Well-worn platitiudes to explain
cancer rates don't suffice

Special to the Courier & Press
January 25, 2002

Upon reading the Page One story of Jan. 20, reporting the comments of Indiana State Department of Health epidemiologist Bob Teclaw regarding the cancer situation in the state of Indiana, my first thoughts were of my brother-in-law, Jim Nelson.

To recap, Teclaw predictably attributed the escalating incidents of cancer in this state to the usual canard we have heard from state and local health official for years: "We tend to smoke more than the rest of the nation. We don't eat well, and we don't exercise." To this simplistic explanation of the situation I offer one word: Balderdash!

My sister's husband is currently undergoing intense chemotherapy for an inoperable tumor discovered several months ago. The year before, he was operated on for colon cancer. We had hoped that the surgery would have solved his ailments, but, sadly, we were mistaken.

Pondering the story that discussed the creation of a new Cancer Consortium to develop a statewide plan to prevent the incidence of cancer in this state, I called Jim, and his reaction was the same as mine. He urged me to write something about this -- so this message is as much from him as it is from me.

You see, Jim has never smoked, never drank alcoholic beverages in excess and as a 20-year veteran of the Naval Reserve, has always tried to keep himself physically fit and eat a balanced diet. In grave sadness, our family continues to wonder what actually caused his cancer. We have no answers, and neither do the doctors.

To Teclaw and virtually anybody else who harbors concern about the growing cancer epidemic in this state: We are sick and tired of your simplistic, insulting explanations about the causes of cancer afflicting our residents.

For years, environmentalists and concerned citizens have been preaching to anyone who will listen that we here in Indiana have some of the highest levels of industrial toxic chemical releases into the atmosphere, second only to the state of Texas among all 50 states (for the specifics, check out www.scorecard.org online). The two largest Indiana culprits are General Electric (GE) Plastics in Mount Vernon and the Flexible Foam Co. in Elkart. Both are among the top 20 carcinogenic chemical point sources in the entire nation.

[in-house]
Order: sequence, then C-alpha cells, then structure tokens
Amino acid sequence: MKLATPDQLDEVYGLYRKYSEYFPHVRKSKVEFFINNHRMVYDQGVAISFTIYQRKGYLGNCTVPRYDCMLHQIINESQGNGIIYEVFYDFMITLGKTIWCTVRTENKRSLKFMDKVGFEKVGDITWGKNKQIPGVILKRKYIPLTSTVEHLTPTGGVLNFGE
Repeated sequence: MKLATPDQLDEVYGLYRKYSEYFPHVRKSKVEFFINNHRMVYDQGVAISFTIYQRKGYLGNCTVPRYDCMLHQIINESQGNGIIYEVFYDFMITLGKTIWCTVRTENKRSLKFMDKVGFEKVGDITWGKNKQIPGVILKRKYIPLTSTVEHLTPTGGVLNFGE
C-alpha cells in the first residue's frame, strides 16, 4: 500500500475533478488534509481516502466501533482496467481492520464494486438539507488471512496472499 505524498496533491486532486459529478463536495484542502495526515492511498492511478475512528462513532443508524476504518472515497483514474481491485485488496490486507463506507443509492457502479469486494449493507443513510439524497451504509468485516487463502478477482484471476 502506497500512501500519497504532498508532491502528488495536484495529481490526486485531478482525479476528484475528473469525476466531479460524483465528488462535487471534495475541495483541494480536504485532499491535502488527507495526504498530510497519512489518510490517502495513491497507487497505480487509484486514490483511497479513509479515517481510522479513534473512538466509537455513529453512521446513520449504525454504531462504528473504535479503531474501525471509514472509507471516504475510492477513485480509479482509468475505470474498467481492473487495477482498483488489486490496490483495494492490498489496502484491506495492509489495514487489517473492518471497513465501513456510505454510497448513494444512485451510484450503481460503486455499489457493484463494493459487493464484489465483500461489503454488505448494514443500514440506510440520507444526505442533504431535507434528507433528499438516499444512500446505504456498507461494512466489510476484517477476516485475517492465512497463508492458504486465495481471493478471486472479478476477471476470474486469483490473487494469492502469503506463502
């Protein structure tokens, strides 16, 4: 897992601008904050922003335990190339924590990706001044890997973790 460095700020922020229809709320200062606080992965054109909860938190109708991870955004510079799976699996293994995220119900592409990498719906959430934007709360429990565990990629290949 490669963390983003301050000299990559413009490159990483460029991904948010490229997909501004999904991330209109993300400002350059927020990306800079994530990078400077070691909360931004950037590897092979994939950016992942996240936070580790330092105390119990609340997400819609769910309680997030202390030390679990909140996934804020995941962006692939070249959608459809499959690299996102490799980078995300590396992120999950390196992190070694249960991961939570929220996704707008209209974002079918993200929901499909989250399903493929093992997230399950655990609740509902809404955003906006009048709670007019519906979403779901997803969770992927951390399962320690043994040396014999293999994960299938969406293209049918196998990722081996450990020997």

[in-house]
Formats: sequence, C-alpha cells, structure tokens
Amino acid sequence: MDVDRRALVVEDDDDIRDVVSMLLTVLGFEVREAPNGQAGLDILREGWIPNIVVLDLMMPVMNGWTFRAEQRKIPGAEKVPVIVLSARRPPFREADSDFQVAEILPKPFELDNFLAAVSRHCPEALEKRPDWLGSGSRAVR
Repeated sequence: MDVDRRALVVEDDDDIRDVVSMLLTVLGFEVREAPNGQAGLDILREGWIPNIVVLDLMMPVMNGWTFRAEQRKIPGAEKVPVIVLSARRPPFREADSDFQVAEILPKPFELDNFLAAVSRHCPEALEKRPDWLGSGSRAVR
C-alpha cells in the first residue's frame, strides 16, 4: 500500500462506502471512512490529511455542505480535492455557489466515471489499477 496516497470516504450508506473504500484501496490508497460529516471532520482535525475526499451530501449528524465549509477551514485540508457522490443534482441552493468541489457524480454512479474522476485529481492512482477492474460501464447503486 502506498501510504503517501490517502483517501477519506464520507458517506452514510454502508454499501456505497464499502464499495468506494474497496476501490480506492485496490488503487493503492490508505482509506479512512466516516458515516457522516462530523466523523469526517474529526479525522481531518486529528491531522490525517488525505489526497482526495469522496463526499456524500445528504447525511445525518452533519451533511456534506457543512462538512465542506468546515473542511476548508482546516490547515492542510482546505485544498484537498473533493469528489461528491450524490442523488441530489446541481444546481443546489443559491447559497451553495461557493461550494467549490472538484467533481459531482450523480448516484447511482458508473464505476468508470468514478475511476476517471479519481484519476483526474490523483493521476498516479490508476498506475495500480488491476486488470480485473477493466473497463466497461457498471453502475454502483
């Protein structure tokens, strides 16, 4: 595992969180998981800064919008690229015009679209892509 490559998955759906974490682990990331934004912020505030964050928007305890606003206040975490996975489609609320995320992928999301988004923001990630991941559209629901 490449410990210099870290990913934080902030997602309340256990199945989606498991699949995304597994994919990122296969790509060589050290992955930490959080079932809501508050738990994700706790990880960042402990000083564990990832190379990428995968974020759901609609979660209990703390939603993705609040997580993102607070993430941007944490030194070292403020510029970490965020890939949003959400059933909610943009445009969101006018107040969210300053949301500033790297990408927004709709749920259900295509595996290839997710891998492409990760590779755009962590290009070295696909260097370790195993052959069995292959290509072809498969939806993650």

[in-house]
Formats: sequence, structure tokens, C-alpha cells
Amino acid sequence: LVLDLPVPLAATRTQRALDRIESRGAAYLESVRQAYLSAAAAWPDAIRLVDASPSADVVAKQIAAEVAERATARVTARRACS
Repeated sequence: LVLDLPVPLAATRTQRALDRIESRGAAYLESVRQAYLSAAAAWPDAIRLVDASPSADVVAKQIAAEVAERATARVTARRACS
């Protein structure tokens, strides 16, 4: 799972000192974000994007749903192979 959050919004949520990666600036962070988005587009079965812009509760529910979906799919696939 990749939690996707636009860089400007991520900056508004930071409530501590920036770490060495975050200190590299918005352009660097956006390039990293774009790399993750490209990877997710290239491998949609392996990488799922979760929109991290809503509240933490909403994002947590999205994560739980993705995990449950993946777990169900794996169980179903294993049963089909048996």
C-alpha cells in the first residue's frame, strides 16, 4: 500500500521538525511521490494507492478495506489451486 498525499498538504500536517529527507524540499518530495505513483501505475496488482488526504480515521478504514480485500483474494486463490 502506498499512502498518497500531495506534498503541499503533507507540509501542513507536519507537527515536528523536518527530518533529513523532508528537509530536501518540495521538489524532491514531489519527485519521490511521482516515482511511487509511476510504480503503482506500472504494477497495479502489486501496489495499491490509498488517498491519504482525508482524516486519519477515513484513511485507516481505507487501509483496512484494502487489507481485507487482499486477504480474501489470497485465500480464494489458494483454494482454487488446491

Indeed, with more than 10 million pounds of chemical releases statewide, according to industry self-reported data, these corporate polluters put out roughly 2 times that of all the industrial facilities the entire state of California.

We continue to wonder what moral right these huge corporate polluters have to continue to poison the air we breathe? Indeed, GE spews into the air over 2 million pounds of carcinogenic chemicals every year, roughly 18 miles upwind of the fourth-largest population center in this state.

We are forced to ask, when will this company get about the business of reducing these chemical emissions to zero?

No individual or small business would be allowed to do these things. Neither should GE or any other manufacturer - no matter how many value-added jobs it contributes to the local economy.

If public health officials such as Teclaw want to get to the bottom of why our cancer rates are so high, they should start by abandoning the well-worn explanations we have heard for years. They and their political bosses should also begin to acknowledge what all too many of us already know - this insidious industrial pollution is a serious threat to all of us.

In all honesty, they owe us all - including my brother-in-law, Jim Nelson - an apology for their glib, simplistic explanations. They, along with state environmental and elected officials, also owe us an explanation for why they continue to ignore this very real public health threat that continues unabated.

David Coker is an Evansville free-lance writer. 
His email address is oldcars55@aol.com